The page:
The Droeshout portrait, published in 1623, is one of only two works that are actually definitive depictions of Shakespeare. Produced some years after his death, the work is an odd piece.
Bill Bryson wrote in his book Shakespeare: The World as Stage about the Droeshout portrait:
”The Droeshout engraving, as it is known (after its artist, Martin Droeshout), is an arrestingly—we might almost say magnificently—mediocre piece of work. Nearly everything about it is flawed. One eye is bigger than the other. The mouth is curiously mispositioned. The hair is longer on one side of the subject’s head than the other, and the head itself is out of proportion to the body and seems to float off the shoulders, like a balloon. Worst of all, the subject looks diffident, apologetic, almost frightened—nothing like the gallant and confident figure that speaks to us from the plays” (pg. 5).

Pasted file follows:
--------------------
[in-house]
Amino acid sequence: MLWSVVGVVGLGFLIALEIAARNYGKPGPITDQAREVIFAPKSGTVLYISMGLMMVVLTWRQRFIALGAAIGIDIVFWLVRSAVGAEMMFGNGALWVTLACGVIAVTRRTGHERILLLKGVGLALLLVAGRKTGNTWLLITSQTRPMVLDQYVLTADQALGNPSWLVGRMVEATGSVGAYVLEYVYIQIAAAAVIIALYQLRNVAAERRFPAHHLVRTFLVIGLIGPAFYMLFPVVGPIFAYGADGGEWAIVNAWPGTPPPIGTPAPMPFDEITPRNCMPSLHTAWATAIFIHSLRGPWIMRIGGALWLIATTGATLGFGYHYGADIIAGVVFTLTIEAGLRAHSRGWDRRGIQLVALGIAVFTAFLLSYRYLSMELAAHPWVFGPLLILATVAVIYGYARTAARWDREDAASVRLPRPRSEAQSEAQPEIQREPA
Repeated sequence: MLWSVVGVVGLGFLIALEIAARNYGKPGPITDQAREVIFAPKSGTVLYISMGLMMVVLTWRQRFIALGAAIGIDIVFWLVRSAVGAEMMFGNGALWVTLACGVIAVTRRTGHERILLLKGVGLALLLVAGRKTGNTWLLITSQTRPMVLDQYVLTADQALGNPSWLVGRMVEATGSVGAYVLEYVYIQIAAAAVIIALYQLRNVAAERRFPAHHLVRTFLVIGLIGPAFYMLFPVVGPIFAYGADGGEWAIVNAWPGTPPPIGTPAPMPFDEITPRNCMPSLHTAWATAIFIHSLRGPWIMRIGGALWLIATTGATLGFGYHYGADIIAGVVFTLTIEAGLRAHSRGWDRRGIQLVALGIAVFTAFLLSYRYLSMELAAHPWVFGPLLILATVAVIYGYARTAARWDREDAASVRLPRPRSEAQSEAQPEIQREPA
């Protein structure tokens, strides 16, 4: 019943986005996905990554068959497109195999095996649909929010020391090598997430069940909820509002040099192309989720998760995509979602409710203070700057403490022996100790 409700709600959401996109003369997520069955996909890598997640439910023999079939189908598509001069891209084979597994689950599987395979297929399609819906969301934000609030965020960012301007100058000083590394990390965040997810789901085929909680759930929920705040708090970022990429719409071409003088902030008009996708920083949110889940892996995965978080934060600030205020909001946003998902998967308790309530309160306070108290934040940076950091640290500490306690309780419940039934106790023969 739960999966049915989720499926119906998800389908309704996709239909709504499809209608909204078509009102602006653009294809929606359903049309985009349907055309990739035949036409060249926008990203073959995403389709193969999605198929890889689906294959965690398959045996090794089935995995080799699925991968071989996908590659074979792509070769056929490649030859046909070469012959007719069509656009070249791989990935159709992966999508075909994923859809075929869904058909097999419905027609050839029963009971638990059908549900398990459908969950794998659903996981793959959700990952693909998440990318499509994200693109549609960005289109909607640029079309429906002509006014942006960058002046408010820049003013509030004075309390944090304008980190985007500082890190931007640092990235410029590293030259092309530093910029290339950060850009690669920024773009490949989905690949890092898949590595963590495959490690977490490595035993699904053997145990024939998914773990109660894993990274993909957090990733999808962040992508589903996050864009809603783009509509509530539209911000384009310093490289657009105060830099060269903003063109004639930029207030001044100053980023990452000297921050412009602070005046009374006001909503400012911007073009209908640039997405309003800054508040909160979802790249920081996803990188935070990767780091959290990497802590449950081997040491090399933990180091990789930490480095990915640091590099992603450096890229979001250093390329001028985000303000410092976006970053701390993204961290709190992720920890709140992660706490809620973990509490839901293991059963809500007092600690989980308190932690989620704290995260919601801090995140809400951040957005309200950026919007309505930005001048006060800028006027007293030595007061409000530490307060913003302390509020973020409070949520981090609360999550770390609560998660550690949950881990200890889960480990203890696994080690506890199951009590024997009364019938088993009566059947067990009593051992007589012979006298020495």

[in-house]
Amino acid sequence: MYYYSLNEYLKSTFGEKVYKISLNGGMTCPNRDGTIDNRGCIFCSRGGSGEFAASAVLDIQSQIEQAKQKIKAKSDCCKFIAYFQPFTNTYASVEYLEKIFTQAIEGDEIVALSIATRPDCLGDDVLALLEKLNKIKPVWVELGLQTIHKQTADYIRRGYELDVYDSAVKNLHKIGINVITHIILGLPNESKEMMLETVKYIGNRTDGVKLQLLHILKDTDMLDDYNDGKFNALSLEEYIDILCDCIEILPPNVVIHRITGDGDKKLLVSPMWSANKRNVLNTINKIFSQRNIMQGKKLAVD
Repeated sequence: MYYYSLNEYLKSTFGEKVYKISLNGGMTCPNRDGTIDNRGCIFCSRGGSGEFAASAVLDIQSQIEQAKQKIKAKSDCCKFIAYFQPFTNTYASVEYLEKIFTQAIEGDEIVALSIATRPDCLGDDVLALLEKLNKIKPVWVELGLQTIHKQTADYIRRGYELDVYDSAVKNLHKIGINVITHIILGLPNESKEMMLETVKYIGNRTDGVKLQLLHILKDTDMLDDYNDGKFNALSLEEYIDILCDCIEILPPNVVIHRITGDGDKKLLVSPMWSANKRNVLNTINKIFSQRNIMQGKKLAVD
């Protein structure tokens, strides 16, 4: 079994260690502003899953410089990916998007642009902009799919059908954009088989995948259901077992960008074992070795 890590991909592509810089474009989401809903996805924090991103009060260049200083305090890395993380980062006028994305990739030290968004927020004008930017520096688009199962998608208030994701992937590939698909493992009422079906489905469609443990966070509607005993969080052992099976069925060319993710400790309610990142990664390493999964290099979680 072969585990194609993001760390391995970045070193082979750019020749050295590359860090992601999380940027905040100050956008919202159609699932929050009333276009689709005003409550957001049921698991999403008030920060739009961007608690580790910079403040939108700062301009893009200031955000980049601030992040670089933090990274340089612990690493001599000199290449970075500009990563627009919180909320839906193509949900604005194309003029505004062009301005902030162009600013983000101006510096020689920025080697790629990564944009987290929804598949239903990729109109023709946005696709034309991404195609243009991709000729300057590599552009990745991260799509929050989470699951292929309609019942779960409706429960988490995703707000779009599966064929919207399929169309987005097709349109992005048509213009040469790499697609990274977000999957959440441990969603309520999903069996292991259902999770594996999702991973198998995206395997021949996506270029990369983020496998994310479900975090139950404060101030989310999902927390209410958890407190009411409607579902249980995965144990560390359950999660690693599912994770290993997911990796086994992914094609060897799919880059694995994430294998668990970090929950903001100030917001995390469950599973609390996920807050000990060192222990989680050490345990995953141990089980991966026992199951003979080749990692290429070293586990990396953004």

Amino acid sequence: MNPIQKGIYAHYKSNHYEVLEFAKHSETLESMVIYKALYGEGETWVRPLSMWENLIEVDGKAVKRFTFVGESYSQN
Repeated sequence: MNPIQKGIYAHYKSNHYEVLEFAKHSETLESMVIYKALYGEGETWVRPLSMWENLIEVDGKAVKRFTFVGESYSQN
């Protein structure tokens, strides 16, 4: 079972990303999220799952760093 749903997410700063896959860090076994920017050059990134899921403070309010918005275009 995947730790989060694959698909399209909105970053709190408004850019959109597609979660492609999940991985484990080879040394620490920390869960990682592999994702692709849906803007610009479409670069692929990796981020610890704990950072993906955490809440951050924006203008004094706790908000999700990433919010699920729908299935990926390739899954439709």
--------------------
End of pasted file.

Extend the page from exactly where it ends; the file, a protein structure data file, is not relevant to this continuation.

Though, this did not stop Shakespeare’s friend and contemporary playwright Ben Jonson from praising the image beside it in the preface of the First Folio:
“This figure that thou here seest put,
It was for gentle Shakespeare cut,
Wherein the graver had a strife
With nature, to out-do the life :
O could he but have drawn his wit
As well in brass, as he has hit
His face; the print would then surpass
All that was ever writ in brass :
But since he cannot, reader, look
Not on his picture, but his book.”
Of course, one would expect that Shakespeare would have appreciated a much more handsome image of his face than the one depicted on the Droeshout portrait, maybe one that was a little kinder on the eyes (both his and ours).